A review of Guns and Shikaris: The Rise of the Sahib’s Hunting Ethos and the Fall of the Subaltern Poacher in British India, 1750-1947, by Fiona Mani.
In her dissertation, Fiona Mani sets out to trace the evolution of hunting practices in colonial South Asia, focusing on the relationship between British colonizers and their South Asian subjects. She makes the case for the emergence of an “Anglo-Indian tradition of hunting” that was the product of the fusing of English and Indian hunting practices in the crucible of empire. Mani clarifies that she uses the term “Anglo-Indian” to designate the English residents of the Indian subcontinent, departing from the more common connotation of the term to describe communities born of the intermixing of English and Indian blood (p. 5). Her research spans most of north and east India and also draws on source material from the rest of the subcontinent.
Mani opens up a new area in the history of modern India by studying “subaltern” participation in the new forms of hunting as they evolved in the colonial context. Her interest in incorporating the perspective of forest-dwelling communities and of “low”-caste communities in the history of hunting in colonial India, as well as in the evolution of conservation strategies in the period, is a welcome addition to a nascent conversation on the theme (see Ezra Rashkow, “Making Subaltern Shikaris: Histories of the Hunted in Colonial India,” South Asian History and Culture vol. 5, no. 3, 2014, pp. 292-313).
Mani begins by explaining in the first chapter the history of hunting in early modern Britain, pointing to its transformation into a sport that was the preserve of the elite. During the eighteenth century, the British began to view hunting as an exercise in building character, inculcating the spirit of sportsmanship, encouraging manliness, and boosting an appreciation of nature. At the same time, a moral code that valued restraint and righteousness and linked these to sportsmanship began to govern the practice. These values were also projected as defining traits of British national character and, in time, of Victorian notions of honor. Just as the aristocracy began to claim hunting as its own gentlemanly pursuit, it labeled non-elite hunters “poachers.” Hunting became a marker of elite status while the hunting practices of the lower classes were systematically criminalized. This was part of the widening social gap between the landed aristocracy and non-elites in early modern England. In the twentieth century, a concern with dwindling numbers of game triggered conservationist efforts and these, too, played into the vilification of non-elites for their supposed persistence with poaching.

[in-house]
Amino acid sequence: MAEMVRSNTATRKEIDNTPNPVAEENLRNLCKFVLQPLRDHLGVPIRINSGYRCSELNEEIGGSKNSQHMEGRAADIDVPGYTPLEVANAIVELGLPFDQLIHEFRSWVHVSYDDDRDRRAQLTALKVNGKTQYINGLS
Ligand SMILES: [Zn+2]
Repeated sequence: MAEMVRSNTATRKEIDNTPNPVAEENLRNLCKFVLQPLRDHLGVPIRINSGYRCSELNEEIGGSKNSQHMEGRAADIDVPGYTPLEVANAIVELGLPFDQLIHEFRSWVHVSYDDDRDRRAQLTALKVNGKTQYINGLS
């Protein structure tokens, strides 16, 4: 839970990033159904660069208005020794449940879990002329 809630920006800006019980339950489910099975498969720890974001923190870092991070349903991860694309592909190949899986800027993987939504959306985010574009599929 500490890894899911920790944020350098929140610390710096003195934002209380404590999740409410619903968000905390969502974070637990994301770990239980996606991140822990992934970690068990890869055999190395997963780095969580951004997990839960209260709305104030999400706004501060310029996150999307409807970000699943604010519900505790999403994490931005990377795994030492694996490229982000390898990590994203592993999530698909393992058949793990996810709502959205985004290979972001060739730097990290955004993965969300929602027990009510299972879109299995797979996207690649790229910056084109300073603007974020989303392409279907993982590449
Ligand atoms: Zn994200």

In the second chapter, Mani presents hunting practices in pre- and early-colonial South Asia. Through a survey of Mughal rulers’ memoirs, she asserts continuity in the actions and attitudes towards ecology from the Mughal to the British Empire. Challenging existing historiography that sees the establishment of colonial rule as disrupting what had until then been a harmonious relationship of humans with nature, Mani points to instances in the Mughal period that are in conformity with colonial approaches to nature. For instance, she cites Mughal emperors’ excesses while hunting—the slaying of hundreds of beasts in a single hunt. The Mughals’ hunting practices were emulated by their subordinates and later, their successors, due to the association of these public rituals of power with imperial authority. Moving on to the mid-eighteenth century, Mani shows that as the British began to acquire political power and territory in South Asia in the eighteenth century, they too participated in regal hunts. For the helmsmen of the fledgling colonial enterprise, hunting helped in forging relationships with local rulers and in cementing, by association, their place among the elite. The hunting expedition aided knowledge gathering about the land, its people and their customs. It was during this period that the British formed their earliest relationships with local villagers and forest-dwellers who served as shikaris, or assistants and guides on the hunt.